Information About Fairy Foxglove

Information About Fairy Foxglove

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Fairy Foxglove Information: Tips For Fairy Foxglove Care

By Bonnie L. Grant, Certified Urban Agriculturist

What is fairy foxglove? It is a sweet little alpine plant native to central and southern Europe that adds charm to the rockery or perennial garden. You can learn more about growing fairy foxglove plants in this article. Click here for additional information.

Tips & Information about Fairy Foxglove - garden

Herbaceous Biennial Flower

Also known as Fairy's Glove, Witches' Gloves, Gloves of Our Lady, Virgin's Glove, Fairy Caps, Folk's Glove, Fairy Thimbles
Digitalis purpurea
Scrophulariaceae Family
Synonym: Digitalis tomentosa

With rich, moist but well-drained soil and partial shade, this garden classic will produce spikes up to 5 feet tall of dainty, two-lipped blooms. 'Foxy' hybrids will bloom the first year from seed. With most other varieties, you can stretch their biennial nature and get them to flower an additional year or so.

  • requires well-drained soil
  • tolerates damp soil
Tolerates a wide range of soil conditions, except for very wet or very dry. Prefers rich soil that is moist but well-drained.

Can be managed to be a short-lived perennial, producing blooms beyond the second year.

Most grow 3 to 5 feet tall under good conditions.

  • late spring
  • early summer

  • yellow
  • violet
  • white
  • pink

Often with purple spotting inside.

Foliage color: dark green

Foliage texture: medium

Shape: cushion, mound or clump

The leaves form a low-growing rosette.

Shape in flower: flower stalks with upright spikes

The 1- to 5-foot-tall flower stalks bear nodding flowers along their lengths.

Propagate by seed - Start seeds outdoors in a nursery bed any time after frost danger has passed up until 2 months before the first heavy fall frost. Do not cover, as light aids germination. Transplant the plants to their garden location in the fall or the following spring. Plants readily self-seed.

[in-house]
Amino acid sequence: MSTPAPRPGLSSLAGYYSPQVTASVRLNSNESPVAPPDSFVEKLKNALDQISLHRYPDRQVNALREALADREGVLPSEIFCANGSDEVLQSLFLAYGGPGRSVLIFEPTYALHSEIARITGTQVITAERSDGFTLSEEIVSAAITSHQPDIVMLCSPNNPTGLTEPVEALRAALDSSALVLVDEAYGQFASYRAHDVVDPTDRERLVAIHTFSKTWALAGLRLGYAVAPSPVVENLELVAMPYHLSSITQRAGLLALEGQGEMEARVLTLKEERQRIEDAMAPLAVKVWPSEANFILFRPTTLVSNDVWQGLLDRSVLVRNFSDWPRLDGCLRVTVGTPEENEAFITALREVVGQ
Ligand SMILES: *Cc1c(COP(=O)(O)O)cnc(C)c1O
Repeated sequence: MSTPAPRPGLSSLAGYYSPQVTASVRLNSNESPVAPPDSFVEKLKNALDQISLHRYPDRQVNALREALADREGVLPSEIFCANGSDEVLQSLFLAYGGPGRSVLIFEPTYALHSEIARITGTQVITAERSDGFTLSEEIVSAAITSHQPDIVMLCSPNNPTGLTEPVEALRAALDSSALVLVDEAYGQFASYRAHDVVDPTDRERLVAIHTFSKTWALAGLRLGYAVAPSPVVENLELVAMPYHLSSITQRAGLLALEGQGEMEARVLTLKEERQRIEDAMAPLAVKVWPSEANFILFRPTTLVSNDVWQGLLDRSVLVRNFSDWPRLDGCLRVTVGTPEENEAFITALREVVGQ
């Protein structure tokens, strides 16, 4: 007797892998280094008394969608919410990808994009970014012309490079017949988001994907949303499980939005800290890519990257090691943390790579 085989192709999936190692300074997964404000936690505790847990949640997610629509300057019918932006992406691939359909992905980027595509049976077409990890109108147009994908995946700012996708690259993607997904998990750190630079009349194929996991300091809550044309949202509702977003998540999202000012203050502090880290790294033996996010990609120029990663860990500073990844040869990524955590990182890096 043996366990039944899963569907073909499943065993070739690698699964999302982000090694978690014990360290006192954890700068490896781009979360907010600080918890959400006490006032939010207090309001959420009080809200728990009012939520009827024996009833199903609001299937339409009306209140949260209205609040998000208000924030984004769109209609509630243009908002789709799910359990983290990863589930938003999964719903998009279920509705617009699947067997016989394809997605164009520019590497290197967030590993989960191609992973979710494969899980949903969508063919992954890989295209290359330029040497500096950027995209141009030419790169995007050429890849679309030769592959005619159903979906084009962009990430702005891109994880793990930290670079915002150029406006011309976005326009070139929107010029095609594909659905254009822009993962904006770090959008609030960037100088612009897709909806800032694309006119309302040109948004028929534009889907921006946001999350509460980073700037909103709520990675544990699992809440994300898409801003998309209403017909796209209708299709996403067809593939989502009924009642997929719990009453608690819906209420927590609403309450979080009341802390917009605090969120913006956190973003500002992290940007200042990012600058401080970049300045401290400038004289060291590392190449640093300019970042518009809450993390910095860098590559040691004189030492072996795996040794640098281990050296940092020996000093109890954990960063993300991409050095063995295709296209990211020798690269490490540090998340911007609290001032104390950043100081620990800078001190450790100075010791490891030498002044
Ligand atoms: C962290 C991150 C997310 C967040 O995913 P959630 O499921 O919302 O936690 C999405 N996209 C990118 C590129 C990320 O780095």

Days to emergence: 14 to 21

May require staking. Keep soil moist but not soggy.

Deadhead when about three-fourths of the flower spike has faded. Cut back to basal rosettes after flowering has finished. Leave a few flower spikes if you want plants to reseed.

To encourage plants to flower again the following year, cut the flower spikes back before seeds set. Then dig plant and replant new rosettes.

More growing information: How to Grow Perennials

‘Alba’ grows 4 feet tall and bears pure white flowers.

‘Apricot’ grows 4 to 5 feet tall and bears pastel peach flowers with purple spotting inside.

‘Dwarf Temple Bells’ grows 1 to 1.5 feet tall and bears brilliant yellow blooms. Very long flowering period.

'Dwarf Sensation' grows 4 feet tall with dense blooms.

‘Excelsior’ Hybrids grow 5 feet tall and bear very prolific flowers in shades of purple, pink, white and yellow.

'Foxy' Hybrids grow 3 feet tall and bear yellow, white, purple or pink blooms arranged around the flower stems. Flowers first year from seed.

'Giant Shirley' grows 4 to 5 feet tall and bears 3-foot spikes of white, rose or pale pink blooms, often with showy brown spotting.

'Gloxiniodes' grows 6 feet tall and bears salmon, purple, pink, white or yellow flowers with ruffled margins and attractive speckling. Resembles Gloxinia blooms

‘Primrose Carousel’ grows 2.5 feet tall and bears creamy white blooms speckled with wine colored spots inside.

'Sutton's Apricot' bears peach-pink blooms.

©2006 Cornell University. All rights reserved.


The appropriate dose of foxglove depends on several factors such as the user's age, health, and several other conditions. At this time there is not enough scientific information to determine an appropriate range of doses for foxglove. Keep in mind that natural products are not always necessarily safe and dosages can be important. Be sure to follow relevant directions on product labels and consult your pharmacist or physician or other healthcare professional before using.

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Watch the video: Foxglove - in the Catskills with Susun Weed